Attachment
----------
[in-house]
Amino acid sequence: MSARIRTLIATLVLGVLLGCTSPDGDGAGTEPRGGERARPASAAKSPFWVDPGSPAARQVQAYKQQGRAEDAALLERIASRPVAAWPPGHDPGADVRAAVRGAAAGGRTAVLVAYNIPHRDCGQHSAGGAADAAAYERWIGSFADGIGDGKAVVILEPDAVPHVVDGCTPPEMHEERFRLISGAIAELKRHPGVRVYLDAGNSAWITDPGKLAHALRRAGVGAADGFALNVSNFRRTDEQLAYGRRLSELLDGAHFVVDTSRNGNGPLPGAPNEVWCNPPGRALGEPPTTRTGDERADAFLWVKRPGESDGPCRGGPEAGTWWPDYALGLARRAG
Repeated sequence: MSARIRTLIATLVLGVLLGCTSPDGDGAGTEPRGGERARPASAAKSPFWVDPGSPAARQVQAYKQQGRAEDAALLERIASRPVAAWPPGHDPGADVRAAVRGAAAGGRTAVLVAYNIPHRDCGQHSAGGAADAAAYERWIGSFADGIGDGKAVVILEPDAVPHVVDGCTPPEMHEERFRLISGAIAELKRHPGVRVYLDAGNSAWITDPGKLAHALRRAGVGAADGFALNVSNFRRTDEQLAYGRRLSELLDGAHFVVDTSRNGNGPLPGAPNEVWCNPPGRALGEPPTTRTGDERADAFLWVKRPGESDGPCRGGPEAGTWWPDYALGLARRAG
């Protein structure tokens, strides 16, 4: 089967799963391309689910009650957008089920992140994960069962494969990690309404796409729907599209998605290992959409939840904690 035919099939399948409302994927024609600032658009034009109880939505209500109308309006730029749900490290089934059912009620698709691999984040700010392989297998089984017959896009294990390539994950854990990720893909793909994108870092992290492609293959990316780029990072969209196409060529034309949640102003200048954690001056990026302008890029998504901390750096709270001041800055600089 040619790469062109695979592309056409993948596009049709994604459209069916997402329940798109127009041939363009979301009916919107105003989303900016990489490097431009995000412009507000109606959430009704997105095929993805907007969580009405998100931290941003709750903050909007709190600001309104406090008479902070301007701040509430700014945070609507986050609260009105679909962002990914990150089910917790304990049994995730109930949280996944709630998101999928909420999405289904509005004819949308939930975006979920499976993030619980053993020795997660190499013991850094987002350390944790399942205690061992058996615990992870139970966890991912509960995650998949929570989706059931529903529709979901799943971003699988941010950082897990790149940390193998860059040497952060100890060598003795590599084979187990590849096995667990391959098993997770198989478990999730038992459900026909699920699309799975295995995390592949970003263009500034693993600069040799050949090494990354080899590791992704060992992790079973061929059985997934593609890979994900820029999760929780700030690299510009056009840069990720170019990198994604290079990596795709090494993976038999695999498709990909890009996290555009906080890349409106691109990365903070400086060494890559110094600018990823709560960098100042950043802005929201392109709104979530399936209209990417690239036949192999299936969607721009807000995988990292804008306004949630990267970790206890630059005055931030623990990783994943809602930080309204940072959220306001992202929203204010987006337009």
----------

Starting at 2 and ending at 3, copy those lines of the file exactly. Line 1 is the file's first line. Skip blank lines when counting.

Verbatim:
Amino acid sequence: MSARIRTLIATLVLGVLLGCTSPDGDGAGTEPRGGERARPASAAKSPFWVDPGSPAARQVQAYKQQGRAEDAALLERIASRPVAAWPPGHDPGADVRAAVRGAAAGGRTAVLVAYNIPHRDCGQHSAGGAADAAAYERWIGSFADGIGDGKAVVILEPDAVPHVVDGCTPPEMHEERFRLISGAIAELKRHPGVRVYLDAGNSAWITDPGKLAHALRRAGVGAADGFALNVSNFRRTDEQLAYGRRLSELLDGAHFVVDTSRNGNGPLPGAPNEVWCNPPGRALGEPPTTRTGDERADAFLWVKRPGESDGPCRGGPEAGTWWPDYALGLARRAG
Repeated sequence: MSARIRTLIATLVLGVLLGCTSPDGDGAGTEPRGGERARPASAAKSPFWVDPGSPAARQVQAYKQQGRAEDAALLERIASRPVAAWPPGHDPGADVRAAVRGAAAGGRTAVLVAYNIPHRDCGQHSAGGAADAAAYERWIGSFADGIGDGKAVVILEPDAVPHVVDGCTPPEMHEERFRLISGAIAELKRHPGVRVYLDAGNSAWITDPGKLAHALRRAGVGAADGFALNVSNFRRTDEQLAYGRRLSELLDGAHFVVDTSRNGNGPLPGAPNEVWCNPPGRALGEPPTTRTGDERADAFLWVKRPGESDGPCRGGPEAGTWWPDYALGLARRAG